Stampeders mourn loss of chance to repeat as Grey Cup champs on home turf
CALGARY – The Calgary Stampeders’ season was short by their own standards.
After playing in five of the last seven Grey Cup games and winning two of them, their exit in the CFL’s West Division semifinal Sunday at the hands of the Winnipeg Blue Bombers felt sudden.
Calgary fell short of a club-record eighth straight appearance in the division final.
So any satisfaction that could be drawn from a dozen wins to finish second in the division was overshadowed by the knowledge the team won’t be in a position to achieve a rare feat – repeating as Grey Cup champions on their home turf in Calgary on Nov. 24.
“A good year, but not a successful year,” head coach Dave Dickenson said Monday. “We’re disappointed.
“Feels very abrupt, but it’s the reality of sports. Really no excuses. We didn’t play a good enough game and we got beat.”
Calgary was a victim of its 2018 success losing big name players on both sides of the ball to CFL free agency and the NFL.
Unlike previous seasons, the Stampeders didn’t have the same depth to withstand the loss of players to injury.
Half of Calgary’s 12 wins were by five points or less.
“We were really scratching, clawing and fighting for the last six to eight weeks to the point where everything was just so difficult,” Dickenson said.
“I do think we ran out of gas. You could see in their faces they wanted to keep playing, they want to keep going, but everybody, it’s been a tough year on us.”
An offence that relied heavily on passing was minus star receiver and playoff performer Eric Rogers (high ankle sprain) in a 35-14 loss to the Bombers.
Calgary’s offence couldn’t match, nor could the defence defend against Winnipeg’s rushers who exploited the absence of Stampeder defensive end and sack leader Cordarro Law (separated shoulder).
How much credit the Bomber defence deserves for halftime adjustments that held Calgary to zero points in the second half, and how much blame quarterback Bo Levi Mitchell should assume for not overcoming that is a matter of debate.
“I think you should take criticism when it comes to performances like that,” Mitchell said. “It was literally the worst game of my entire career statistics-wise.
“Playoffs is where I’ve always stepped up and become a different player. With success comes failure. It’s going to happen. Hopefully throughout a long career it doesn’t happen very often.”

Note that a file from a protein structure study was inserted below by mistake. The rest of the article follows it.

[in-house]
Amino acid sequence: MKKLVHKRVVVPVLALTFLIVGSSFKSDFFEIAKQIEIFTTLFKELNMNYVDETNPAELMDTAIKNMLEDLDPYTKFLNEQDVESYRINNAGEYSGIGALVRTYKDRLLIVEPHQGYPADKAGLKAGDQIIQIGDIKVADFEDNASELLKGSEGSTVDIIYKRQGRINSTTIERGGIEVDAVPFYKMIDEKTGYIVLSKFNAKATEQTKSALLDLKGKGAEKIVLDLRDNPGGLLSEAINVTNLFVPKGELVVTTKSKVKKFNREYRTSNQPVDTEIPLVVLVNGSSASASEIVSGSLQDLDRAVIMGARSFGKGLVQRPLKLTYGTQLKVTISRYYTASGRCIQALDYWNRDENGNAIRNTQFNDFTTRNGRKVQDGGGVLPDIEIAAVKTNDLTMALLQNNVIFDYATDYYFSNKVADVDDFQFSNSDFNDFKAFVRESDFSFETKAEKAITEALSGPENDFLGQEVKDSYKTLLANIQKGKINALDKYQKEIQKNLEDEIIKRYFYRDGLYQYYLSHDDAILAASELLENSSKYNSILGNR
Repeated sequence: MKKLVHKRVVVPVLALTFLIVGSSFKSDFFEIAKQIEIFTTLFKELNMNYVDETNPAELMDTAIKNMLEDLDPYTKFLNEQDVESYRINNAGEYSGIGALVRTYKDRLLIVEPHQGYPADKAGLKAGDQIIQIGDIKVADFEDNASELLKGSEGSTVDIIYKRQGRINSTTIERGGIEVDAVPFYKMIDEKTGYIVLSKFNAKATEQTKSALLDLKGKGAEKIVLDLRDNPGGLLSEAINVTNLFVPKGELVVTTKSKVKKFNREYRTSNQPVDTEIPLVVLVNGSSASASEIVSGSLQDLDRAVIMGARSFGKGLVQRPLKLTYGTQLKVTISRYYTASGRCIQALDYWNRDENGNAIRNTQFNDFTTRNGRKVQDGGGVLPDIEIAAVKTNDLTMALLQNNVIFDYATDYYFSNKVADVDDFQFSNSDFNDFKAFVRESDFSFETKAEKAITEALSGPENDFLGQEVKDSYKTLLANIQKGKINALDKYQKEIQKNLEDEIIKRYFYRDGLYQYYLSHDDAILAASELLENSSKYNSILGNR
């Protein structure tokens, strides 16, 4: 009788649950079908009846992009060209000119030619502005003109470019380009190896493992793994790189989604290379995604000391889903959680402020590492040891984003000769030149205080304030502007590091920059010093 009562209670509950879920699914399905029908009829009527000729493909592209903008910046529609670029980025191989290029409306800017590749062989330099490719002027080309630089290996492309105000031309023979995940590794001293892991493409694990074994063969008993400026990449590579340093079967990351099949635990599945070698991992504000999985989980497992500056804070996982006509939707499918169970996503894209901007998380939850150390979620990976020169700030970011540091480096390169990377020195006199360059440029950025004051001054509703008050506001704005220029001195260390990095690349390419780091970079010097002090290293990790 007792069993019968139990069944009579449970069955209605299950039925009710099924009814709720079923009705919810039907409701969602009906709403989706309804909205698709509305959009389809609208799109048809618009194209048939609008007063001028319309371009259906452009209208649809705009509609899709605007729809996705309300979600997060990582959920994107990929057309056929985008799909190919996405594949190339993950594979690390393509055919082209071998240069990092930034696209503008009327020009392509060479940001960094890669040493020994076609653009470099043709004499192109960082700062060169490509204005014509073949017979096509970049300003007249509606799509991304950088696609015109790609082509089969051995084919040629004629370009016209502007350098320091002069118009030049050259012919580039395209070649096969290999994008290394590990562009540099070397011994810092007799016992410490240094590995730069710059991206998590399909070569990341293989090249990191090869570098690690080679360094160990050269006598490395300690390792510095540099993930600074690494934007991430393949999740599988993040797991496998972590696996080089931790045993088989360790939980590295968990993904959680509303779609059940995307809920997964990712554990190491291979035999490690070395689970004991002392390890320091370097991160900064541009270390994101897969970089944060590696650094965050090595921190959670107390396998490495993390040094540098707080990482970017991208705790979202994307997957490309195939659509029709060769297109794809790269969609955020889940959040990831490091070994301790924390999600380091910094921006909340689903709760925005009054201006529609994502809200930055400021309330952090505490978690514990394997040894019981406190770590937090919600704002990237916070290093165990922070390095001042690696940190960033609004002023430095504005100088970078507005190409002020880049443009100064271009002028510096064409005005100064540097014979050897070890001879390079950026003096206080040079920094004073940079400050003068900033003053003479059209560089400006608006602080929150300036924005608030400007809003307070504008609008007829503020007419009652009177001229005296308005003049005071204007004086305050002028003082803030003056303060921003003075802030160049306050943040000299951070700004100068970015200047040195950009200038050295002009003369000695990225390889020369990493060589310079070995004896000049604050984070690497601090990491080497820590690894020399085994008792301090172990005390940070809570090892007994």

Calgary managed to go 4-3 through July and August when Mitchell, the CFL’s Most Outstanding Player in 2018, was sidelined with an injured pectoral muscle and Nick Arbuckle was under centre.
But the Stampeders arrived at the Labour Day game in the unusual position of looking up at three teams above them in the division standings.
Defensive back Brandon Smith, who will retire after 12 seasons and three Grey Cup wins with the Stampeders, is of the opinion Calgary overachieved in 2019.
“We scratched, clawed and fought for every point we gained this year,” he said. “The standard we set here is Western Final, Grey Cup calibre teams. It’s tough losing in the semis like we did.
“This is kind of an overachieving team because a lot of people didn’t think we’d be where we were. We came away with 12 wins, which is huge for a young team like we had.
A silver lining for Calgary is Rogers’ injury isn’t the knee that had him considering retirement last off-season.
The owner of eight career playoff touchdowns on just 16 catches expects to recover from his ankle sprain in time to get quality prep in for 2020.
Receiver Kamar Jorden played his first game Sunday since a catastrophic knee injury midway through the 2018 season. He says he too will be ready to go for 2020.
Cornerback Tre Roberson, the team’s interception leader, has another year remaining on his contract.
But Arbuckle will likely pursue a starting job somewhere. Receiver Reggie Begelton, who totalled 1,440 receiving yards and scored 10 touchdowns, may be NFL-bound.
Dickenson said Monday linebacker Dexter McCoil will be released to pursue NFL opportunities.
The coach and several Stampeders said they’ll participate in Grey Cup week festivities, but might not be at the game to watch an opposing team run out of their dressing room onto McMahon Stadium turf.
“I’m not going to hide my head for the Grey Cup week,” Dickenson said. “I’m not going to be out having tons of fun, but I’m going to be part of the community.
“I’m going to celebrate what I believe is a great sport in the CFL and the Grey Cup. I think our people here in Calgary should as well. We’re not in the game. It’s disappointing. It sucks. That’s pro sports.”
This report by The Canadian Press was first published Nov. 11, 2019.